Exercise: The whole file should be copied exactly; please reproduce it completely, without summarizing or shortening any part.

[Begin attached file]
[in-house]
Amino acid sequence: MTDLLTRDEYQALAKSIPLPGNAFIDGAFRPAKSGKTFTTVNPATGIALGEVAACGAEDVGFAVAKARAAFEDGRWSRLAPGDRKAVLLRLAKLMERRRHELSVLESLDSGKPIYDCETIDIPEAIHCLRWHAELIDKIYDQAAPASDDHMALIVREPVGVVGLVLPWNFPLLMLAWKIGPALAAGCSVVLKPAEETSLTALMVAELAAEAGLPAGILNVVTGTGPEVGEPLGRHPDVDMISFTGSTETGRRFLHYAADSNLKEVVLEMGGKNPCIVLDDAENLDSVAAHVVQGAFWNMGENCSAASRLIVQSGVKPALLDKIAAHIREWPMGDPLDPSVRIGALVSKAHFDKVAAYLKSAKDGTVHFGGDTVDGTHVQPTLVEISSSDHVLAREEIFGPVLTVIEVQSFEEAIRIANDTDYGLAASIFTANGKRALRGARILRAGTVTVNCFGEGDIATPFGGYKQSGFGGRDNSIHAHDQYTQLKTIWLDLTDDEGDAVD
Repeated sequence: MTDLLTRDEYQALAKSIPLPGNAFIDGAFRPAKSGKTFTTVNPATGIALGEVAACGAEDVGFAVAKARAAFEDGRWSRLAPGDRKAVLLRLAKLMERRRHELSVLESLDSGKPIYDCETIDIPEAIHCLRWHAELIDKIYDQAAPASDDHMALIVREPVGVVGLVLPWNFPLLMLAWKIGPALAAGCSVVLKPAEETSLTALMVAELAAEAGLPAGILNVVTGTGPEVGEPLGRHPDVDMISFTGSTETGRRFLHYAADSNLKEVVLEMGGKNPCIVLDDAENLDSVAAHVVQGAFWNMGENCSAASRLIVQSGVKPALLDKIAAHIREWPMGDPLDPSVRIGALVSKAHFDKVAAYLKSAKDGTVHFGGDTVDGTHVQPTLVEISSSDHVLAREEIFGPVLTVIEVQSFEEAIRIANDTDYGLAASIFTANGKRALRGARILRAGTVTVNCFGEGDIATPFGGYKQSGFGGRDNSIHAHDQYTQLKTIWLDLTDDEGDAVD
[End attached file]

[in-house]
Amino acid sequence: MTDLLTRDEYQALAKSIPLPGNAFIDGAFRPAKSGKTFTTVNPATGIALGEVAACGAEDVGFAVAKARAAFEDGRWSRLAPGDRKAVLLRLAKLMERRRHELSVLESLDSGKPIYDCETIDIPEAIHCLRWHAELIDKIYDQAAPASDDHMALIVREPVGVVGLVLPWNFPLLMLAWKIGPALAAGCSVVLKPAEETSLTALMVAELAAEAGLPAGILNVVTGTGPEVGEPLGRHPDVDMISFTGSTETGRRFLHYAADSNLKEVVLEMGGKNPCIVLDDAENLDSVAAHVVQGAFWNMGENCSAASRLIVQSGVKPALLDKIAAHIREWPMGDPLDPSVRIGALVSKAHFDKVAAYLKSAKDGTVHFGGDTVDGTHVQPTLVEISSSDHVLAREEIFGPVLTVIEVQSFEEAIRIANDTDYGLAASIFTANGKRALRGARILRAGTVTVNCFGEGDIATPFGGYKQSGFGGRDNSIHAHDQYTQLKTIWLDLTDDEGDAVD
Repeated sequence: MTDLLTRDEYQALAKSIPLPGNAFIDGAFRPAKSGKTFTTVNPATGIALGEVAACGAEDVGFAVAKARAAFEDGRWSRLAPGDRKAVLLRLAKLMERRRHELSVLESLDSGKPIYDCETIDIPEAIHCLRWHAELIDKIYDQAAPASDDHMALIVREPVGVVGLVLPWNFPLLMLAWKIGPALAAGCSVVLKPAEETSLTALMVAELAAEAGLPAGILNVVTGTGPEVGEPLGRHPDVDMISFTGSTETGRRFLHYAADSNLKEVVLEMGGKNPCIVLDDAENLDSVAAHVVQGAFWNMGENCSAASRLIVQSGVKPALLDKIAAHIREWPMGDPLDPSVRIGALVSKAHFDKVAAYLKSAKDGTVHFGGDTVDGTHVQPTLVEISSSDHVLAREEIFGPVLTVIEVQSFEEAIRIANDTDYGLAASIFTANGKRALRGARILRAGTVTVNCFGEGDIATPFGGYKQSGFGGRDNSIHAHDQYTQLKTIWLDLTDDEGDAVD